What an HIV
Diagnosis Means

HIV stands for Human Immunodeficiency Virus. This means that HIV is a virus that attacks the body's immune system, decreasing the body's ability to fight germs. In a person whose immune system has been weakened by HIV, germs can cause life threatening infections and concerns. Currently, there is no cure for HIV, but medical treatment and healthy lifestyle changes can help you stay healthy and improve your quality of life.

HIV is a type of virus called a retrovirus, which infects people by coming into contact with tissues lining the vagina, anal area, mouth, or eyes, or through a break in the skin. HIV infection usually progresses slowly. The virus is present throughout the body at all stages of the disease.

Newly diagnosed checklist

This checklist will help you take the first steps toward managing a new HIV diagnosis.

Don't panic: Even though this news changes your life, today there are life-enhancing options.

Make a list: Prepare for your first visit with an HIV specialist or healthcare provider by organizing your thoughts and making a list of questions you'd like answered.

Learn more: Websites linked on this site, information available from healthcare providers, and community resources can all help you to understand what it means to be HIV-positive.

Find a care provider: Your care provider will be the person who partners with you to manage your HIV care. This person, usually a doctor or nurse, may be recommended to you, or may be a referral from the place that confirmed your HIV result. In some cases, you may need or want to find a provider on your own.

Get support: If you're not ready to turn to your friends or family, look for community resources and professional organizations offering one-on-one counseling, health education or support groups for those who are newly diagnosed. Start by checking the links under HIV Resources, on this site.

Be Prepared: Be sure to bring your list of questions with you to your first appointment. Being prepared for this meeting with your healthcare provider could help you deal with any anxiety you may be feeling.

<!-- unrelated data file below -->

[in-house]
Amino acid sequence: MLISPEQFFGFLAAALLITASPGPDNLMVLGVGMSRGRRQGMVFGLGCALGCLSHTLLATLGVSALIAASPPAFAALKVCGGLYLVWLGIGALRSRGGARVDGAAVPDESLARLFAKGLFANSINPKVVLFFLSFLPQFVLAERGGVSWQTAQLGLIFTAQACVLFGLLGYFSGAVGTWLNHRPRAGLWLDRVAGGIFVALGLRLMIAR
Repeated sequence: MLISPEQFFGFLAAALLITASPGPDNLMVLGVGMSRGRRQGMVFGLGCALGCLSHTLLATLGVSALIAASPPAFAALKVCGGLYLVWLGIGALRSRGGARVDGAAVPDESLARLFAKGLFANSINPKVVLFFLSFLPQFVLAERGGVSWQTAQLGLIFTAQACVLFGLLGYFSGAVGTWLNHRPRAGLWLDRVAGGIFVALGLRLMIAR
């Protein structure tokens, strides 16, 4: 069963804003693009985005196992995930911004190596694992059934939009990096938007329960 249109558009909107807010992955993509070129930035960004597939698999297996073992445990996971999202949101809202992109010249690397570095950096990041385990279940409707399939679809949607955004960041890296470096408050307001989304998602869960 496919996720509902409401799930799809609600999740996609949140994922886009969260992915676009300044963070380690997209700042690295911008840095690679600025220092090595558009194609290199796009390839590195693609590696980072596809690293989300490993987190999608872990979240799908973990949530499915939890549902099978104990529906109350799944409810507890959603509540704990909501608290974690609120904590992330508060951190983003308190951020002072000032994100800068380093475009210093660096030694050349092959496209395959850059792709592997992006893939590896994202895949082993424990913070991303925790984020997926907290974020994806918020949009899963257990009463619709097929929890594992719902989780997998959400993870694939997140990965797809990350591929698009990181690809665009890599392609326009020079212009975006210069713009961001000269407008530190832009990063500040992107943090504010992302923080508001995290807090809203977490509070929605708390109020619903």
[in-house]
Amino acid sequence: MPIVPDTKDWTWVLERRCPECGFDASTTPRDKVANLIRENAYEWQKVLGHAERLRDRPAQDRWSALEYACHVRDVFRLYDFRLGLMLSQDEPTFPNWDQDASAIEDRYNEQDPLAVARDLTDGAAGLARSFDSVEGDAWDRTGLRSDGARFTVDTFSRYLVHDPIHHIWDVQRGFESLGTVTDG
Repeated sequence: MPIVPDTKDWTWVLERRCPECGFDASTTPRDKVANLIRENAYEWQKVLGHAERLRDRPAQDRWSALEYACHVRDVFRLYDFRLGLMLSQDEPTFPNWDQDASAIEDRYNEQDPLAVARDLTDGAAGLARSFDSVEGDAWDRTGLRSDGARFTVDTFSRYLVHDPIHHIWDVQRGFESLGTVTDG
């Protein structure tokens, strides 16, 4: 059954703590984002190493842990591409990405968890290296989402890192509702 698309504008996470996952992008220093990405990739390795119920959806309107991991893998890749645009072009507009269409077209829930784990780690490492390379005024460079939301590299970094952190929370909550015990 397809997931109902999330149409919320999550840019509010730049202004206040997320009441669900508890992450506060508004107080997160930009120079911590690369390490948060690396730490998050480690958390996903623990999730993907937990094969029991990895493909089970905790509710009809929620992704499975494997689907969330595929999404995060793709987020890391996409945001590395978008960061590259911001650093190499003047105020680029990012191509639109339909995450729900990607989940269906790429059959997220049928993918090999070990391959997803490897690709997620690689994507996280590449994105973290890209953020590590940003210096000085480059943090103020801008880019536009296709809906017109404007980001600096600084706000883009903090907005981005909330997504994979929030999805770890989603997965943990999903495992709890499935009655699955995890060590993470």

Let people know: You don't need to tell everyone at once, but for now, you should share your HIV status with your healthcare providers, sexual partners, and anyone who may be at high risk for exposure

HIV care providers

You could be referred to an HIV specialist by your primary healthcare provider, or by a healthcare clinic. But if you are not, our Support Center (1-866-436-6527) offers live support available 24-hours a day, seven days a week, every day of the year at 1-866-436-6527. Our highly trained, bilingual (English/Spanish) representatives can provide information on HIV/AIDS and the OraQuick HIV Test, help interpret results, and provide referral to follow-up and support..

Find counseling and care

HIV treatment options

The initial tests your provider may order will give a better understanding of how the HIV virus is affecting your immune system. Two of the most important tests will be a CD4 count and a viral load test. You may also take a drug resistance test to determine the best medical options for you. The results of all these tests will provide a standard to measure against for future tests.

Approximately 30 drugs have been approved to treat people living with HIV and AIDS, and more are under development. There are currently 5 different classes of HIV drugs. Each class attacks the virus at different points in its life cycle, so if you are taking HIV meds, you will generally take 3 different drugs from 2 different classes. That is the standard of HIV care — and it's important. That's because no drug can cure HIV, and taking a single drug, by itself, won't stop HIV from harming you. Taking 3 different HIV meds does the best job of controlling the amount of virus in your body, and protecting your immune system.